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Thai banks hit by worsening asset quality

March 2nd, 2009 · No Comments


DETERIORATING asset quality is becoming a serious issue for Thailand’s commercial banks, according to new central bank figures, but analysts say the sector can face down the recession due to its strong fundamentals.

Bank of Thailand figures for the last quarter showed that re-entry non-performing loans (NPLs) – failed loans that became NPLs again after restructuring – accounted for more than half of the 38 billion baht (S$1.63 billion) of loans that turned bad in the commercial banking sector.

Analysts said this was an increase to 1.4 per cent of total loans from a five- year average of 0.9 per cent.

The sector’s gross NPLs in the fourth quarter of 2008 fell to 5.62 per cent of total loans, or 385 billion baht, down from 6.46 per cent in the previous quarter. Debt restructuring represented more than half of the reduction.

‘Asset quality is a major concern for Thai banks during the economic recession, especially in the manufacturing sector, which accounted for over 20 per cent of the net increase in loans during the last two years,’ said Worawat Saisuphatphol, banking and finance analyst at KGI Securities (Thailand). ‘The 4Q08 NPL numbers recently released by Bank of Thailand showed some early warning signs in this segment.’

Manufacturing accounted for 37.1 per cent of all NPLs, followed by commerce (15.3 per cent), personal consumption (13.8 per cent) and real estate (12.3 per cent). More than half of the re-entry NPLs were in the export-dependent manufacturing sector.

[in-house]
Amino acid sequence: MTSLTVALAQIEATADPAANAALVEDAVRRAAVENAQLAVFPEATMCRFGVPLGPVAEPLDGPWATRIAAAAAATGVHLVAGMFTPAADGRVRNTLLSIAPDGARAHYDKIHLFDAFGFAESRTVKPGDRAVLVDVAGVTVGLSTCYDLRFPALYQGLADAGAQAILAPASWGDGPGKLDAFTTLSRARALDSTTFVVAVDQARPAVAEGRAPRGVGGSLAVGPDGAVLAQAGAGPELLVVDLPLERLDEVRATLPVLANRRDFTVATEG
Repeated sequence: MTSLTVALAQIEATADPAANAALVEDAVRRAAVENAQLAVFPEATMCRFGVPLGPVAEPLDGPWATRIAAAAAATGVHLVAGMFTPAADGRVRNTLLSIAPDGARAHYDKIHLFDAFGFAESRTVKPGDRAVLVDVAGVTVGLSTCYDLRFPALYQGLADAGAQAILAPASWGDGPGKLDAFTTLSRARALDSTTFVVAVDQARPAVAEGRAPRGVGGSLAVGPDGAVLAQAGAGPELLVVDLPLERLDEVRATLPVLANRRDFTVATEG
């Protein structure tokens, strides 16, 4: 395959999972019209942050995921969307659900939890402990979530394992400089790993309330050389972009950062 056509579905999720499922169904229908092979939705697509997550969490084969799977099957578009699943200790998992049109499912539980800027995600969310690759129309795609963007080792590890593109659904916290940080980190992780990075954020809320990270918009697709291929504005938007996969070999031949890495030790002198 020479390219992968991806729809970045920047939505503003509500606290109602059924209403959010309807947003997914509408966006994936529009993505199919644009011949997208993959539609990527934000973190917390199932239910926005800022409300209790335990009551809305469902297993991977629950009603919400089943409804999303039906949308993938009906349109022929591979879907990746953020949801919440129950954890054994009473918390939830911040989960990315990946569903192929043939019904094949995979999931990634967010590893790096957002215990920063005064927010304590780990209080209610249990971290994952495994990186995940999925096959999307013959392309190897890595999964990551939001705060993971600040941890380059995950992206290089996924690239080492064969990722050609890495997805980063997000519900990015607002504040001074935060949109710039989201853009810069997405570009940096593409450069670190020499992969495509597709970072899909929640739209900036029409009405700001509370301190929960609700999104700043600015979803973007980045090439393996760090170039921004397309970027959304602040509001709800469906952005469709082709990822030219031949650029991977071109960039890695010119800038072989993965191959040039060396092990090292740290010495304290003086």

The significant growth in re-entry NPLs was in part related to local regulatory practices which do not rigorously penalise banks for restructuring debt.

Analysts expect asset quality to deteriorate throughout the year as the global economy continues to slump, but NPL growth will be more modest than in other markets.

Thai banks saw an average loan growth of 2 per cent per annum over the past two years, compared to average GDP growth of around 7 per cent.

The banks have a relatively comfortable buffer due to their average Tier 1 capital – the core measure of a bank’s financial strength and liquidity – of around 11 per cent.

Ratings agencies said NPLs will grow this year, but the extent is dependent on the overall economic performance. The greatest risk sectors are the export-related industries, construction and personal consumption.

‘We believe the banking sector’s fundamentals are sound and risk management has improved in recent years but it is not immune from the global fallout,’ said Paul Clarkson, director, financial institution ratings, at Standard and Poor’s.

The effects of the Bank of Thailand’s interest rate cuts last week will be modest, said Vincent Milton, managing director, financial institutions, Fitch Ratings Thailand. ‘The reduction in rates is probably of limited benefit to the banks given the rising pressures on liquidity and the severe contraction in GDP which will likely result in a significant fall in loan growth and a sharp increase in NPLs over the course of 2009.’

Published March 2, 2009
© The Business Times

Tags: business · economy · news · Thailand · The Business Times (Singapore)

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